Sinister goes about as far as a horror movie can with just shocking images, a good cast and outstanding sound design. But this modestly creepy blend of The Ring and The Shining fails on a horror film fundamental: Nobody seems that scared.
What fear there exists is faced by one person, and he's very slow to get alarmed about the things that go bump in the night and the bogeyman he thinks he catches a glimpse of many times.
But Ellison Oswalt (Ethan Hawke), a true-crime author in desperate need of a hit, doesn't tell his wife and family that he's moved them into a house that was the scene of a mass murder. He sees nothing weird in the fact he finds old home movies of a whole family hanged and many other murders, and the projector that will show them, all out in the open at what was a one-time crime scene.
He is shocked at the images of mass drownings, group throat-slittings and immolation, and the pale satanic figure that turns up in those silent 8- millimeter movies. But he doesn't recoil and flee the house where his boy has night terrors, his daughter is doing strange drawings on the wall and his wife (a fierce Juliet Rylance) wonders what's going on.
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"This could be my In Cold Blood!" Ellis insists. It'll be a hit book, make them rich and give them "that happy ending" he longs for. Right.
Because a lot of his noisy, plainly supernatural encounters happen in the dark of night, you'd think that a.) the rest of the family would be awakened by this racket unless b.) this horror is happening inside his head, a la The Shining. No.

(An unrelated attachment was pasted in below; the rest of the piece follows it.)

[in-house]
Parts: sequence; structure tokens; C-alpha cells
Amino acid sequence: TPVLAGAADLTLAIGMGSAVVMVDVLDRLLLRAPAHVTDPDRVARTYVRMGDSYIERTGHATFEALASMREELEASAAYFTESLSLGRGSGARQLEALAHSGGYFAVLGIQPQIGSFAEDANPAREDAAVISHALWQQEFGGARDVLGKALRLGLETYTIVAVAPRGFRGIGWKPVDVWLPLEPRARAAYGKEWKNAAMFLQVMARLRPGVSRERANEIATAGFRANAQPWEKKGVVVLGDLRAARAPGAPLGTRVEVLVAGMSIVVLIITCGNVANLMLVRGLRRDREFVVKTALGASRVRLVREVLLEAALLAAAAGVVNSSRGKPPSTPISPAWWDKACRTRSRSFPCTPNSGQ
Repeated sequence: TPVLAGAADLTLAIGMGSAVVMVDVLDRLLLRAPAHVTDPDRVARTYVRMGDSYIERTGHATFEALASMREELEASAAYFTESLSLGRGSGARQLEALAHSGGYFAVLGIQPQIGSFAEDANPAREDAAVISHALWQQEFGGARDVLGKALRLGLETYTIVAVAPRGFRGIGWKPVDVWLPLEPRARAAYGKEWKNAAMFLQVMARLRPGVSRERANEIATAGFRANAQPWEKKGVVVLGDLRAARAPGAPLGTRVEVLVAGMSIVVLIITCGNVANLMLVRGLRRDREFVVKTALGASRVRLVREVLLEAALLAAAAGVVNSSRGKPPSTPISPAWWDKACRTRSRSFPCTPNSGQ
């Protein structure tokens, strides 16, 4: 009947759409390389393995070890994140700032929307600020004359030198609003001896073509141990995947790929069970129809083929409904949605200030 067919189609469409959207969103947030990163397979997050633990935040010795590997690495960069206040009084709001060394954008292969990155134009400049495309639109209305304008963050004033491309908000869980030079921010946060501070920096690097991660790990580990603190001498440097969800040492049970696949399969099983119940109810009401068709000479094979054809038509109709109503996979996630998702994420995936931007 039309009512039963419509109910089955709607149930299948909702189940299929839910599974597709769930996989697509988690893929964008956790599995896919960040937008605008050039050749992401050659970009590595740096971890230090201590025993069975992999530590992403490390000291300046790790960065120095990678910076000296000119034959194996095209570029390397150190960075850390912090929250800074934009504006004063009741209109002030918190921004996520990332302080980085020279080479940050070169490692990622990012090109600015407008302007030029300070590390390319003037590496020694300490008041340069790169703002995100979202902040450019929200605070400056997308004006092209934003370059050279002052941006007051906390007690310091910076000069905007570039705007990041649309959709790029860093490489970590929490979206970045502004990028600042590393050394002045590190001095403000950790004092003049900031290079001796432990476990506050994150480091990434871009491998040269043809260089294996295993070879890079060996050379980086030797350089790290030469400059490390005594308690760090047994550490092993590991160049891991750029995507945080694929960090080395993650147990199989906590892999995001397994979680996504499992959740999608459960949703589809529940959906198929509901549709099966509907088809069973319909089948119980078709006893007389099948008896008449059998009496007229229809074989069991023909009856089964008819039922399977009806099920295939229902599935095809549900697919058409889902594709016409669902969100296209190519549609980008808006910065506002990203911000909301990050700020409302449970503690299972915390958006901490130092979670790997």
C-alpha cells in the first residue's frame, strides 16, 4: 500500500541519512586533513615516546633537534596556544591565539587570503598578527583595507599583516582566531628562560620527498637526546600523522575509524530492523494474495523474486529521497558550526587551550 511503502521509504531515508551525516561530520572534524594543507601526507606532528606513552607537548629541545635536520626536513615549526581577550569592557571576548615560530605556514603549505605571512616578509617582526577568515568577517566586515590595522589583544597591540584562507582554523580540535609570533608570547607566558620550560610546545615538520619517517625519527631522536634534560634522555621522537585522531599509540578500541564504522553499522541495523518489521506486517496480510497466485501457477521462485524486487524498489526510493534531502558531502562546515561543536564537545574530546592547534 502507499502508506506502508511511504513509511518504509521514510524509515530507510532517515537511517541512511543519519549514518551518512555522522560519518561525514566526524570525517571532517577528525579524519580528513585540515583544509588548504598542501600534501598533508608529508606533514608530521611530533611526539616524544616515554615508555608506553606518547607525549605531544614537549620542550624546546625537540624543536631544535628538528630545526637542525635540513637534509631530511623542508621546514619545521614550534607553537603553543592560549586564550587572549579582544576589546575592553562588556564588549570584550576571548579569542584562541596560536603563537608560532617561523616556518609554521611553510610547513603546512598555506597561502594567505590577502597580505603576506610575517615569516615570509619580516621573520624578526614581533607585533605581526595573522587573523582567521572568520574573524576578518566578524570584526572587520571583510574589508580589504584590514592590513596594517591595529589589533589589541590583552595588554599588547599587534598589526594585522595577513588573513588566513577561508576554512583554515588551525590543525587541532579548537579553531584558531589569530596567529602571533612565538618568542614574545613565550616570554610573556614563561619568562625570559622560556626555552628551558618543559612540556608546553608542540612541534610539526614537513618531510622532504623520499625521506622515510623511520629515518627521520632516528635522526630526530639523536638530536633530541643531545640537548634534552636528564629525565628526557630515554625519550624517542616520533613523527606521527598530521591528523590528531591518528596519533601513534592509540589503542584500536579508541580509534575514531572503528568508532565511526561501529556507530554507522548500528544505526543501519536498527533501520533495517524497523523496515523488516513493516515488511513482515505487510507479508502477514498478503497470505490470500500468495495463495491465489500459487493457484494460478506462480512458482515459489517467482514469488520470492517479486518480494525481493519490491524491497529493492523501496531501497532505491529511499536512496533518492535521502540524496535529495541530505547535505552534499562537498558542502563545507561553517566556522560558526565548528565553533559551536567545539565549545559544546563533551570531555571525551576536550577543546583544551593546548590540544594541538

Since Ellis tends to belittle law enforcement in his books, the local sheriff (Fred Dalton Thompson) has made him most unwelcome upon arrival. But that doesn't rule out help from his department; a deputy (James Ransone) is available. If only Ellis would ask.
But logical lapses aside, Sinister telegraphs its punches, letting the viewer mentally count down the seconds until the next, obvious cheap jolt or hair-raising flicker of what is "out there." We can time out how long it will be before someone — a researcher (Vincent D'Onofrio, reached via Skype) — comes along to explain who or what is haunting his house.
Co-writer and director Scott Derrickson forgets that what we don't see, or only glimpse, is far more frightening than trotting out things that simply cannot be and giving away the game. We see too much.
Still, a tip of the hat to sound designers Mark Aramian and Dane A. Davis, who concocted a static-filled, scratchy old music-loop aural milieu for this spookiness. The silent movies are chillingly scored with their effects and Christopher Young's music.
If Sinister looked and played as insidious as the soundtrack suggests, they'd have had something — another Insidious, for instance. They don't.